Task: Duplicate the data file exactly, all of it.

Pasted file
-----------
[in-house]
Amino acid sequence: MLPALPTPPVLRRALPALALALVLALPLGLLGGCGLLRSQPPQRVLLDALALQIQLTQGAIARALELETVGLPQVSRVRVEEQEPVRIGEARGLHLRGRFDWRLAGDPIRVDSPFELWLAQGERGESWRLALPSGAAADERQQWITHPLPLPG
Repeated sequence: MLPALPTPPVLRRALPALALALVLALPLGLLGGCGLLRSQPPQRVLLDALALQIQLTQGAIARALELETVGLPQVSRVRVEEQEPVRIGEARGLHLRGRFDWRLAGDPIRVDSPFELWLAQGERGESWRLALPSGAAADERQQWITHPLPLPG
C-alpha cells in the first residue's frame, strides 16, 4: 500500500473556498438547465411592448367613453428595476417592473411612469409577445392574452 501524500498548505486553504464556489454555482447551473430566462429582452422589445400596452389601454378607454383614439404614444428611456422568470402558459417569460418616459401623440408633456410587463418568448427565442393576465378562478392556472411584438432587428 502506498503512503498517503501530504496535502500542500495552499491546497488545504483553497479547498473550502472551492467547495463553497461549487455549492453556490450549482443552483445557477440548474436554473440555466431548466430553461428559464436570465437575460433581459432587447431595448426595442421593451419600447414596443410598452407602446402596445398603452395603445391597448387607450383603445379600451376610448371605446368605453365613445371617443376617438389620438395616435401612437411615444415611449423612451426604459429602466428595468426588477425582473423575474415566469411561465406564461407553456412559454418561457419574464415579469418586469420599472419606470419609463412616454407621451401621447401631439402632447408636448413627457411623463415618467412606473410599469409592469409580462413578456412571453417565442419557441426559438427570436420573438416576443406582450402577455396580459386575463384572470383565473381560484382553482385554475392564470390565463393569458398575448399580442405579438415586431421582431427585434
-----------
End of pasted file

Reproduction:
[in-house]
Amino acid sequence: MLPALPTPPVLRRALPALALALVLALPLGLLGGCGLLRSQPPQRVLLDALALQIQLTQGAIARALELETVGLPQVSRVRVEEQEPVRIGEARGLHLRGRFDWRLAGDPIRVDSPFELWLAQGERGESWRLALPSGAAADERQQWITHPLPLPG
Repeated sequence: MLPALPTPPVLRRALPALALALVLALPLGLLGGCGLLRSQPPQRVLLDALALQIQLTQGAIARALELETVGLPQVSRVRVEEQEPVRIGEARGLHLRGRFDWRLAGDPIRVDSPFELWLAQGERGESWRLALPSGAAADERQQWITHPLPLPG
C-alpha cells in the first residue's frame, strides 16, 4: 500500500473556498438547465411592448367613453428595476417592473411612469409577445392574452 501524500498548505486553504464556489454555482447551473430566462429582452422589445400596452389601454378607454383614439404614444428611456422568470402558459417569460418616459401623440408633456410587463418568448427565442393576465378562478392556472411584438432587428 502506498503512503498517503501530504496535502500542500495552499491546497488545504483553497479547498473550502472551492467547495463553497461549487455549492453556490450549482443552483445557477440548474436554473440555466431548466430553461428559464436570465437575460433581459432587447431595448426595442421593451419600447414596443410598452407602446402596445398603452395603445391597448387607450383603445379600451376610448371605446368605453365613445371617443376617438389620438395616435401612437411615444415611449423612451426604459429602466428595468426588477425582473423575474415566469411561465406564461407553456412559454418561457419574464415579469418586469420599472419606470419609463412616454407621451401621447401631439402632447408636448413627457411623463415618467412606473410599469409592469409580462413578456412571453417565442419557441426559438427570436420573438416576443406582450402577455396580459386575463384572470383565473381560484382553482385554475392564470390565463393569458398575448399580442405579438415586431421582431427585434